Guest Post: CCC’s Roy Kaufman on Growing Your Open Access Business in an Environment of Peak APC Pricing

CCC’s Roy Kaufman looks at the economic difficulties of the gold open access market, and suggest other pathways for revenue expansion. Continue reading

People Make the Difference: Steering a Start-up to Success

A panel at the Charleston conference featured three CEOs of start-ups, who shared their experiences in creating and running a completely new organization. All of these companies are computationally sophisticated, so advanced technologically that it is hard to image established companies taking on their challenges. Another common theme is the importance of hiring and retaining the very best people, a matter in which start-up CEOs tend to be obsessive. Continue reading

Survey: What Do Authors Expect From Peer Review?

Stop thinking of peer review as a concept and start thinking of it as a toolbox. Continue reading

Another Big Win for Google Books (and for Researchers)

Google wins in court (again) as the Second Circuit of Appeals rules that its mass book digitization program qualifies as fair use. But Google is a commercial entity! And their files might get hacked! And their library partners are even more susceptible to copyright pirates than Google is! Yes, said the court, but. . . Continue reading

Celebrating Five Years of Altmetrics

Charlie Rapple reports on the 2:AM conference, which celebrated five years of altmetrics and considered what we should aspire to achieve in the next five years Continue reading

The Impact of Color

A video showing how filmmakers use color to evoke an emotional response from an audience. Continue reading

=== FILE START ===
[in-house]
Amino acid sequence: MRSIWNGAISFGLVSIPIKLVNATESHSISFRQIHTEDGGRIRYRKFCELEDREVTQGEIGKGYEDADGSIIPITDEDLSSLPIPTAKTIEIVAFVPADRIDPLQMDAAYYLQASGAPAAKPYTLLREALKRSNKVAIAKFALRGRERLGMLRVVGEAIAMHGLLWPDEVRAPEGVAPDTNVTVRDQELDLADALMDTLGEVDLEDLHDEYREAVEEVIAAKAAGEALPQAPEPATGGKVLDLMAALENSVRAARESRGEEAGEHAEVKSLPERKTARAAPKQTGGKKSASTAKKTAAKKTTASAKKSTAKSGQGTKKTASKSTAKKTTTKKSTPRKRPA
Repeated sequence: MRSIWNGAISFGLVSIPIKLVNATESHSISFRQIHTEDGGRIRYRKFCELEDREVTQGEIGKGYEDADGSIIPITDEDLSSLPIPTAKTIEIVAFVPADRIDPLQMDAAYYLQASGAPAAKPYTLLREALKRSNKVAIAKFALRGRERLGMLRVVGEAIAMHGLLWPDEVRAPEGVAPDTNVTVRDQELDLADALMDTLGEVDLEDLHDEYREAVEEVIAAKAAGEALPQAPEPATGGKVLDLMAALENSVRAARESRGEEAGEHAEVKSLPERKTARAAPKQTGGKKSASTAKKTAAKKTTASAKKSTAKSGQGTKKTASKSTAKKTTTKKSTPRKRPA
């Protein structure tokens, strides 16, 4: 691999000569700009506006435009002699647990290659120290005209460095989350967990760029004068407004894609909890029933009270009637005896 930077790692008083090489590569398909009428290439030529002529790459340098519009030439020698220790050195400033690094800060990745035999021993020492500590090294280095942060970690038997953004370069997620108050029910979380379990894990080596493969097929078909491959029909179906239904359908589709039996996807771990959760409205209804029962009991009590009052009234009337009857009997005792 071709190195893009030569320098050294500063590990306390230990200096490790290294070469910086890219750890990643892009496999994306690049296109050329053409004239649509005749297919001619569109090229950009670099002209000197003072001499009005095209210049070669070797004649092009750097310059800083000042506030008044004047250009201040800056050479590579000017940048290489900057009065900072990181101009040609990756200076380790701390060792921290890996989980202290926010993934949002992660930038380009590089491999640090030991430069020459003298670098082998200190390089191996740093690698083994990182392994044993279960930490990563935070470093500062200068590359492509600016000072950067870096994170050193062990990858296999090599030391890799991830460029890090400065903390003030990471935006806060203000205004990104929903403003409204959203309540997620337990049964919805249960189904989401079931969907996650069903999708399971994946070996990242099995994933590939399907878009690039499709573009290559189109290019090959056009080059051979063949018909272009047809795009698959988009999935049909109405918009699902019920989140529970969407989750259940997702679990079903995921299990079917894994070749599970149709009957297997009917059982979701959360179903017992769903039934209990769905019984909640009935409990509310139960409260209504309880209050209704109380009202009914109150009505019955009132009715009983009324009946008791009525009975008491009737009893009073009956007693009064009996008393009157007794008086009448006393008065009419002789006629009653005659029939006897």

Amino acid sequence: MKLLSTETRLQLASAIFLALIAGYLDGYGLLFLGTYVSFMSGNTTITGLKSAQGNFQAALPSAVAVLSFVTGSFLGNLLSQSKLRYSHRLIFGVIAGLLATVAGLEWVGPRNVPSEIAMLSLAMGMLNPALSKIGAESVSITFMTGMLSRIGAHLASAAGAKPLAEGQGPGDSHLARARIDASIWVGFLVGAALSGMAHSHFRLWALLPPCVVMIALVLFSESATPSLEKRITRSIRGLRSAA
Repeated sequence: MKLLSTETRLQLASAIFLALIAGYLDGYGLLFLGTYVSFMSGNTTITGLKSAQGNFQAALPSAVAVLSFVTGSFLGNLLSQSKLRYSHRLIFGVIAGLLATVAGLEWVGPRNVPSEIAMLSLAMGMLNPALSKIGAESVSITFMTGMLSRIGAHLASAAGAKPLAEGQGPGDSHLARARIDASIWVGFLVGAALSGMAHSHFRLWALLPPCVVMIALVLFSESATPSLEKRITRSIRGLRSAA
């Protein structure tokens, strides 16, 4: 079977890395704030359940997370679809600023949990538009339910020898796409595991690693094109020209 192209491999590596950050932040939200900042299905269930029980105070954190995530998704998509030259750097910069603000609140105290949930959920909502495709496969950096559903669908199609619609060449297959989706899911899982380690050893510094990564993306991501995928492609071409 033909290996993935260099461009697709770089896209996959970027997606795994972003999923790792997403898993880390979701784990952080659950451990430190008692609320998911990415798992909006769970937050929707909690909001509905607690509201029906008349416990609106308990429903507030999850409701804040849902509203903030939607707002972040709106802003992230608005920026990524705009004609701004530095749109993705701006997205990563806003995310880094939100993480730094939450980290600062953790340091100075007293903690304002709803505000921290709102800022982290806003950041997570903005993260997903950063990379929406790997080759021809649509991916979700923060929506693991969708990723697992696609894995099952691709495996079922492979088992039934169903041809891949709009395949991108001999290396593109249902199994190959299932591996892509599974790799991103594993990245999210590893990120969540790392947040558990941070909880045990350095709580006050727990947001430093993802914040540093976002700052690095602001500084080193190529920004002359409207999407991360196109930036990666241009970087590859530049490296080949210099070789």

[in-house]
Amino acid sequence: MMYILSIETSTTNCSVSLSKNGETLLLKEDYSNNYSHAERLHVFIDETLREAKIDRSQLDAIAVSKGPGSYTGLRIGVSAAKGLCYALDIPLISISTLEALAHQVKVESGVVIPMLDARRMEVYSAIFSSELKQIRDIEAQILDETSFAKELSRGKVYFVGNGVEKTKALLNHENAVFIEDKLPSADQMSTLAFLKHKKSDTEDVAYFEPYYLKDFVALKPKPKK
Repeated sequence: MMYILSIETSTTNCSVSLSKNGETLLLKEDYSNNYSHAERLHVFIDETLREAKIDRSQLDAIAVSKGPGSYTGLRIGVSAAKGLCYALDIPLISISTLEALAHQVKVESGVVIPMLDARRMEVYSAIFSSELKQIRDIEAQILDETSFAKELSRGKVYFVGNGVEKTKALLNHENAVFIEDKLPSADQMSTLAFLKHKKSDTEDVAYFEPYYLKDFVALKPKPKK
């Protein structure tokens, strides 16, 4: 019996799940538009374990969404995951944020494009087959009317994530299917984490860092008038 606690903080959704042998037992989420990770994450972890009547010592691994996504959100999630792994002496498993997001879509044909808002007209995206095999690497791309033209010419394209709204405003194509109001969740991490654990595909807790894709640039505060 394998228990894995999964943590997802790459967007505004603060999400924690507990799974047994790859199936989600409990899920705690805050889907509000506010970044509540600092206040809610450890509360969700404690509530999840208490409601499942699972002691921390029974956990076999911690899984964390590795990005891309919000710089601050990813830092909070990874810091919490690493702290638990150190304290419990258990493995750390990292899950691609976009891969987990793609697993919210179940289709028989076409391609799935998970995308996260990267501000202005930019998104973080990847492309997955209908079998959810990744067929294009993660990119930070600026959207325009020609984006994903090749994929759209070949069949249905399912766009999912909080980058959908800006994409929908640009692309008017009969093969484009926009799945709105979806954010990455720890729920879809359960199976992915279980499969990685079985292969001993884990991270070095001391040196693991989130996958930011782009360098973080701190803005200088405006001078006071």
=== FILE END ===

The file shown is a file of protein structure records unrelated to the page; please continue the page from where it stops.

Guest Post: HighWire’s John Sack on Online Indexing of Scholarly Publications: Part 2, What Happens When Finding Everything is So Easy?

HighWire’s John Sack looks at the changes that search engine indexing has driven for discovery of research publications. Part 2 of a two part series covering Anurag Acharya’s recent ALPSP keynote address. Continue reading

Restoring a Masterwork

How do you restore a damaged painting? The Metropolitan Museum of Art shows the way. Continue reading

Transitioning to a More Unified Platform

Combining most if not all of a publisher’s scholarly content on a single publisher platform has not always been the norm. Oxford University Press’s transition to a new platform represents not just a one-to-one platform shift but in fact a consolidation from more to fewer platforms. This is a trend worth understanding and watching. Continue reading

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The mission of the Society for Scholarly Publishing (SSP) is "[t]o advance scholarly publishing and communication, and the professional development of its members through education, collaboration, and networking." SSP established The Scholarly Kitchen blog in February 2008 to keep SSP members and interested parties aware of new developments in publishing.
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The Scholarly Kitchen is a moderated and independent blog. Opinions on The Scholarly Kitchen are those of the authors. They are not necessarily those held by the Society for Scholarly Publishing nor by their respective employers.